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Thread: Security of virtualized guest Ubuntu with Windows 10 host vs dual boot?

  1. #1
    Join Date
    Jan 2014
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    398

    Security of virtualized guest Ubuntu with Windows 10 host vs dual boot?

    Hello all,

    I have been using Linux and Ubuntu for several years and I have: (1) used Virtualbox with Windows XP as the guest and Ubuntu as the host and (2) I have also dual booted Ubuntu and Windows. I am considering running Windows 10 as the host with Ubuntu as the guest in Virtualbox and doing most of my contact with the internet through virtualized Ubuntu, rather than dual booting Windows 10 and Ubuntu. (The dual boot installation is more complicated now that UEFI has replaced BIOS on the newer PCs.)

    But, I am wondering about the security of virtualized guest Ubuntu with Windows 10 as the host vs dual booting between Windows 10 and Ubuntu.

    QUESTION: Does anybody have any comments about the relative security of virtualizing Ubuntu like this, versus dual booting?

    I don't think that virtualizing Windows as the guest with Ubuntu as the host is an option anymore, because I think the Windows 10 OS came pre-installed on the hard drive (my nephew, who is an IT guy, handled the early details of the PC). Any other comments will be appreciated.

    Thanks,

    A.

  2. #2
    Join Date
    Mar 2010
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    Squidbilly-Land
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    18,821
    Distro
    Ubuntu Mate 16.04 Xenial Xerus

    Re: Security of virtualized guest Ubuntu with Windows 10 host vs dual boot?

    If you lose the beachhead, then you lose the war.
    Translation: If Windows gets hacked, then all VMs are hacked too.
    So the question becomes, do you trust MSFT to provide a stable, secure, platform?

    Just a few weeks ago, you could have downloaded a free Win10 license from Microsoft. Did that change?

    Have you read the conditions in the EULA? Can you accept those terms? There's a bunch of stuff in there that destroys data privacy.

    "IT Guys" are busy, so how great is your nephew at Linux, BSD, Solaris, HP-UX, AIX? Sometimes they don't have or take the time to learn other OSes.

  3. #3
    Join Date
    Jul 2019
    Beans
    27

    Re: Security of virtualized guest Ubuntu with Windows 10 host vs dual boot?

    Humm.

    It depends. I forget exactly how the Windows 10 reactivation works. I guess if win 10 was pre-installed then backing it up using macrium reflect and loading into a virtual machine might really confuse it may reactivate. I think it's normally tied to your motherboard.

    Anyway - switching to Linux as the host (preferable) and windows as the virtual guest would be safest as most viruses won't jump from windows to Linux so you could stuff up your windows OS and keep doing stuff in your Linux and if you were to keep regular snapshots you'd mostly be able to take the machine back to before it got broken or reload an image.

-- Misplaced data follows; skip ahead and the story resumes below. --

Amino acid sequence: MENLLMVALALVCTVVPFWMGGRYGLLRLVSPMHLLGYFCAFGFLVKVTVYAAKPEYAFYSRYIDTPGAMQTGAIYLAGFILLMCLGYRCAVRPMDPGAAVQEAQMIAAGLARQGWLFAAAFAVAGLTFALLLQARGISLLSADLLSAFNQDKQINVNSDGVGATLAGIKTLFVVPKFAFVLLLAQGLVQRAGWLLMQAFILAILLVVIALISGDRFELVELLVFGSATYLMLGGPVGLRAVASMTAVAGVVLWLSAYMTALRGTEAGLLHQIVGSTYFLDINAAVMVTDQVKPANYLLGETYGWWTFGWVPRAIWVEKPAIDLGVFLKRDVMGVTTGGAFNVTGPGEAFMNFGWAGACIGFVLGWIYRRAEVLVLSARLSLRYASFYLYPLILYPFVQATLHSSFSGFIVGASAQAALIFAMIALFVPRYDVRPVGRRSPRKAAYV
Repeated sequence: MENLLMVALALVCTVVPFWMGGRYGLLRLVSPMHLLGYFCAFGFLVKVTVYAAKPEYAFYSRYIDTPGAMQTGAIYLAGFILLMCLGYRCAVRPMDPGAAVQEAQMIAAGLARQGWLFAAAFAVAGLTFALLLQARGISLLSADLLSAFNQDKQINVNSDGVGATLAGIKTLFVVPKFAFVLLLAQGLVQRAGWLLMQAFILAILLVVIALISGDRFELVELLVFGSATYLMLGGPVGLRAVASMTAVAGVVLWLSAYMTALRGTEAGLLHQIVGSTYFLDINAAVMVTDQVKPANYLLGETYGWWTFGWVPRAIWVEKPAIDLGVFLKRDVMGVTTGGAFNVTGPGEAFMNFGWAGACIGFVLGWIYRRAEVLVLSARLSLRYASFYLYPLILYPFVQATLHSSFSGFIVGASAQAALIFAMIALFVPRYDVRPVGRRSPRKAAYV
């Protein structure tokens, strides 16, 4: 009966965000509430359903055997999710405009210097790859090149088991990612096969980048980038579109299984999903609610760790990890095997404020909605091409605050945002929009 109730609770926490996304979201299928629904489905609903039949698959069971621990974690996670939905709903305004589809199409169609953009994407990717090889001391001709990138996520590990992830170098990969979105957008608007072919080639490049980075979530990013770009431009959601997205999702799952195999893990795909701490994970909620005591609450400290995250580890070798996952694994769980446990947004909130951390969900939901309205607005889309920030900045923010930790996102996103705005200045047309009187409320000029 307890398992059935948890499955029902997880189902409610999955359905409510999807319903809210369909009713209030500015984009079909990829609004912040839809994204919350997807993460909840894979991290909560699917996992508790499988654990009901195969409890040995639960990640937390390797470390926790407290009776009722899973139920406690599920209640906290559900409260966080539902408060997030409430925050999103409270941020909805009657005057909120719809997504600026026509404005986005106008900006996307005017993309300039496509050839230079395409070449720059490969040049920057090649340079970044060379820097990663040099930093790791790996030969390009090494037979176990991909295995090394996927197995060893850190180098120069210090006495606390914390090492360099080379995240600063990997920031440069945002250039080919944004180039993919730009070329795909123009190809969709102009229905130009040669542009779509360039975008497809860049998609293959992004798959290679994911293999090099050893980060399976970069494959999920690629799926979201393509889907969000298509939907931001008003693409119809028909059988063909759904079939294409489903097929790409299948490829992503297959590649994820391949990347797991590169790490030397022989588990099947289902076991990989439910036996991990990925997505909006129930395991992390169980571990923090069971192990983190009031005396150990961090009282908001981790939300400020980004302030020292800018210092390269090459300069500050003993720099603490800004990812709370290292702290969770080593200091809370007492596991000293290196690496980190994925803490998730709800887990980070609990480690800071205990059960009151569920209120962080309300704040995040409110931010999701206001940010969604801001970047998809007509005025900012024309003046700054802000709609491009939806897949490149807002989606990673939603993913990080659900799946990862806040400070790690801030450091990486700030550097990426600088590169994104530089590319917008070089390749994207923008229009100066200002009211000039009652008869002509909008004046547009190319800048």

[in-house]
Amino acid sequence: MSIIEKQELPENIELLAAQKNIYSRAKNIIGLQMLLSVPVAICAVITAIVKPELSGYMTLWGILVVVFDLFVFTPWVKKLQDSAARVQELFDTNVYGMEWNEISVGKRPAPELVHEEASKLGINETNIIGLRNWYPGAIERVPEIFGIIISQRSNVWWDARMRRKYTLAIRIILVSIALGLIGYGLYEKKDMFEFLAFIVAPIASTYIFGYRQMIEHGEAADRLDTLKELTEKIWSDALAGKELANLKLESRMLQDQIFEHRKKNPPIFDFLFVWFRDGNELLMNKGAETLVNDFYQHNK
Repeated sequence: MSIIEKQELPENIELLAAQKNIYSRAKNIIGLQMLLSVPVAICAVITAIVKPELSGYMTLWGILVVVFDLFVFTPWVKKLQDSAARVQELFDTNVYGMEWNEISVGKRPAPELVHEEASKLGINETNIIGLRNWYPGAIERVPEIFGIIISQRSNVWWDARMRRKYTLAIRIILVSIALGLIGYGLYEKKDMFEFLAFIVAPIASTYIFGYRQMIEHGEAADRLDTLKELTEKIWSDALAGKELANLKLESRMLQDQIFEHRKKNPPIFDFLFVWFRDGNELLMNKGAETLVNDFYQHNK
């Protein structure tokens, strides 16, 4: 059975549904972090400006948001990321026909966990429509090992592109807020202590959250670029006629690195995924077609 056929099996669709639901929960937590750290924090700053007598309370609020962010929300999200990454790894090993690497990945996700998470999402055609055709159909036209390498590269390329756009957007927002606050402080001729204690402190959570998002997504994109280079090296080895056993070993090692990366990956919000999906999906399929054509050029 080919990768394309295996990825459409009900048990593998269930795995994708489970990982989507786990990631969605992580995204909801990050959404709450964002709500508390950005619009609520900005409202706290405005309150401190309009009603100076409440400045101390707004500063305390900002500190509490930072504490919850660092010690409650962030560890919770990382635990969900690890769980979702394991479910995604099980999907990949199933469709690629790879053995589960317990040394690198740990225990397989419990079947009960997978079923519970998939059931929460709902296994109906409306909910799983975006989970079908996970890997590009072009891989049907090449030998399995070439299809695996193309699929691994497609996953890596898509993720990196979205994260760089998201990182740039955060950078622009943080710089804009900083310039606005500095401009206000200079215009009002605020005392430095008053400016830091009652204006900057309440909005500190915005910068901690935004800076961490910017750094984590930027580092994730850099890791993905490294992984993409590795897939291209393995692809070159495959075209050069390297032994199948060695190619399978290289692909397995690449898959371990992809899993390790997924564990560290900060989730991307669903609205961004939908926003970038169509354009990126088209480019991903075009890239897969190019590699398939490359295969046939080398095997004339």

Whereas with Windows as the host and linux as your guest then you're only as safe as you choose to be using Windows. However, if you use the Linux VM to go to iffy sites then it won't get infected by a windows virus. Keep windows file sharing turned off in the Linux VM too and make sure you have the linux firewall turned on.

    The only real advantage to dual boot is if you wanted the full on metal capabilities of the Linux OS on your machine. But this is only a good use case if you're editing video or trying to Linux game. Also, since Linux uses the EXT file system that by default windows can't 'see' or read / write from any data in the EXT partition may be safer. Linux can read and write to Windows NTFS and FAT32 filesystems by default. So, if you have Linux virtualized in Windows and a virus scrambles all your files, it will scramble the virtual machine disk image file and thus you lose your Windows data and Linux data.

    If you dual boot though and you install the Linux boot loader to the same location as your Windows boot loader you may accidentally overwrite the windows one so when you come to remove Linux you may have to use a free recovery tool to rebuild your windows boot loader to be able to boot back into windows.

    My conclusion would be to keep backups of your important data and keep those backups either in the cloud or locally off your daily machine.

    The safest thing would probably be just to image your windows OS, store that image somewhere safe and install Linux over the top . But don't be too complacent. Linux can get viruses too. There is just less of them in the wild and a lot of false sense of security in the Linux community.

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